Their interplay is the main attraction in a film that wears genre loosely, lurching between dark comedy and heist thriller with an over-reliance on cross-cutting and on-the-nose musical cues to manufacture tension. The extent to which the titular figure has been sanitized and softened is also a bit disappointing: This Cruella is more revenge-seeking designer giving #girlboss energy than morally bankrupt dog murderer. (The film sidesteps that part of Cruella’s story altogether.) And while no one will be coming to Cruella for astute sociopolitical criticism, the movie underutilizes London’s punk rock revolution moment, treating it as fodder for Cruella’s aesthetic without teasing out the causes that inspired it. It feels like a missed opportunity for a subversiveness that would have deepened and expanded the film’s vision.
What Cruella lacks in script, however, it makes up for in sheer visual punch, with costume designer Jenny Beavan’s exquisitely detailed gowns especially enriching the angsty, sinister universe the film conjures. From Thompson’s glamorous plaid gold suit and show-stopping dresses to Stone’s lace-trimmed gloves, peplum skirts and one adventurous frock made of newspaper, the costumes are architectural and aesthetic feats that pay homage to designers from Vivienne Westwood and John Galliano to Alexander McQueen.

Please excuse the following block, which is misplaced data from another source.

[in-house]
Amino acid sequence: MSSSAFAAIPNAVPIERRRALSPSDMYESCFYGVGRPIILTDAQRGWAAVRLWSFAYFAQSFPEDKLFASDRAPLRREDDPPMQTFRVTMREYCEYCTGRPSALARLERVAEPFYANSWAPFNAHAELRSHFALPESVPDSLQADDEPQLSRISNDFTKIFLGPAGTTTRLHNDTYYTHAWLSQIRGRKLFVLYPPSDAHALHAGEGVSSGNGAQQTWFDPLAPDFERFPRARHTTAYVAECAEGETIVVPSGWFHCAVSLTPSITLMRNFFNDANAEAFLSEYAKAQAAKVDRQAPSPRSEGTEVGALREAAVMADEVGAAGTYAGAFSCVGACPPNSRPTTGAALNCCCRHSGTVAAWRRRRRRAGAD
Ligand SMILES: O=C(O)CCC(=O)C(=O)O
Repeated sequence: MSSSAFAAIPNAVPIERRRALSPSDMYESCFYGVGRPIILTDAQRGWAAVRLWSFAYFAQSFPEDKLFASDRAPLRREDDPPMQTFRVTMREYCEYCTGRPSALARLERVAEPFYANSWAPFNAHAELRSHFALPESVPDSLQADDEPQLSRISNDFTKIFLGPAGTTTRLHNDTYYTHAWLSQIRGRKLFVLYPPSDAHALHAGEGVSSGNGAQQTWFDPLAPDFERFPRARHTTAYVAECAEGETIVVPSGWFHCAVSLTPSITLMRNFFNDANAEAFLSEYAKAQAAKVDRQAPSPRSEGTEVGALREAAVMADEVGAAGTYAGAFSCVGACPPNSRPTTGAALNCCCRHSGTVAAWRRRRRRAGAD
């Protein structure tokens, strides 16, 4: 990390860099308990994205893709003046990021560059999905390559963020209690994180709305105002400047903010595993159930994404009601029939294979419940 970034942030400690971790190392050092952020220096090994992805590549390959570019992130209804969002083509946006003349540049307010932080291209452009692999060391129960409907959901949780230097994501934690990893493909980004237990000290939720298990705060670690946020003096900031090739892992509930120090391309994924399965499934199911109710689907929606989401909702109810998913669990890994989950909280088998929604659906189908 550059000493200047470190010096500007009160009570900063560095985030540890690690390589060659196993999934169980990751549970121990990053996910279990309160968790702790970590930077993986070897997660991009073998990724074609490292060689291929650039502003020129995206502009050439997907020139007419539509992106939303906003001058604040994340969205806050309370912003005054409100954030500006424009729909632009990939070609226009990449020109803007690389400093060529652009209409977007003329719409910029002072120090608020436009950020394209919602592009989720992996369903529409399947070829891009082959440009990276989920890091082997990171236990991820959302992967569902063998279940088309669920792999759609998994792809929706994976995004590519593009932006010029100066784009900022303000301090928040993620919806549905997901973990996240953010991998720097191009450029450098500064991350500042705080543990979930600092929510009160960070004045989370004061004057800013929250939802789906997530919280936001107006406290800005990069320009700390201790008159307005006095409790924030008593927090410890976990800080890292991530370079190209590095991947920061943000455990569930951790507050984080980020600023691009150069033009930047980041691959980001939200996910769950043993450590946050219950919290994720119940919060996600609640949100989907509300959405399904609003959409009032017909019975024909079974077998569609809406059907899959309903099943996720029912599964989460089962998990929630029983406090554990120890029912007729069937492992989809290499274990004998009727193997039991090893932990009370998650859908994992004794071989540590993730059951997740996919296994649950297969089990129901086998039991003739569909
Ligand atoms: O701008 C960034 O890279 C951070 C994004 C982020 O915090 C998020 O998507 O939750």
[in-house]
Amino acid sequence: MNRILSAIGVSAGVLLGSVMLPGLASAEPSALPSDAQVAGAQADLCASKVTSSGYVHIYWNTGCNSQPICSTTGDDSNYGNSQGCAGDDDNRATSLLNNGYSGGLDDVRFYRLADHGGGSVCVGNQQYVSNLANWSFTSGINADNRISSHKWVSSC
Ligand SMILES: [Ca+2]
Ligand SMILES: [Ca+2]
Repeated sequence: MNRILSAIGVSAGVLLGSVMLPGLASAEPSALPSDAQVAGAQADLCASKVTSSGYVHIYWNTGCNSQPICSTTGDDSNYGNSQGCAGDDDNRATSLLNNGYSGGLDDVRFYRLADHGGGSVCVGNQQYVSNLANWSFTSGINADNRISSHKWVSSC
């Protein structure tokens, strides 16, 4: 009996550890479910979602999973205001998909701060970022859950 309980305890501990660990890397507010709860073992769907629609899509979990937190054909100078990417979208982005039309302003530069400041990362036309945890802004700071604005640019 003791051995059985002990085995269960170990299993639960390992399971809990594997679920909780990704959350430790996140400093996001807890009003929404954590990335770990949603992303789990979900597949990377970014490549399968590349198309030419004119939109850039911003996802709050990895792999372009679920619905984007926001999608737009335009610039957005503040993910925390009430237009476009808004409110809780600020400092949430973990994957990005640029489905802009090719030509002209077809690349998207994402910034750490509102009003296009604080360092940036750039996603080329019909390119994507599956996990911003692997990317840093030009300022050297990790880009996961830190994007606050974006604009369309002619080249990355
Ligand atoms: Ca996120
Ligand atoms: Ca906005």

Ironically, contrary to the disposition of its titular character, Cruella requires dialing down the cynicism and buying in a little. But after such a wretchedly constrained and constricted year, who isn’t ready to revel in a little chaos?
Production companyies: Gunn Films, Marc Platt Productions, TSG Entertainment, Walt Disney Pictures
Cast: Emma Stone, Emma Thompson, Joel Fry, Paul Walter Hauser, Emily Beecham, Kirby Howell-Baptiste, Mark Strong
Director: Craig Gillespie
Screenwriters: screenplay by Dana Fox, Tony McNamara; story by Aline Brosh McKenna, Kelly Marcel, Steve Zissis
Producers: Andrew Gunn, Kristin Burr, Marc Platt, Mark Mostyn
Executive producers: Emma Stone, Michelle Wright, Jared LeBoff, Glenn Close,Aline Brosh McKenna, Jessica Virtue,
Director of photography: Nicolas Karakatsanis
Production designer: Fiona Crombie
Costume designer: Jenny Beavan
Editor: Tatiana S. Riegel
Composer: Nicholas Britell
Casting director: Lucy Bevan, Mary Vernieu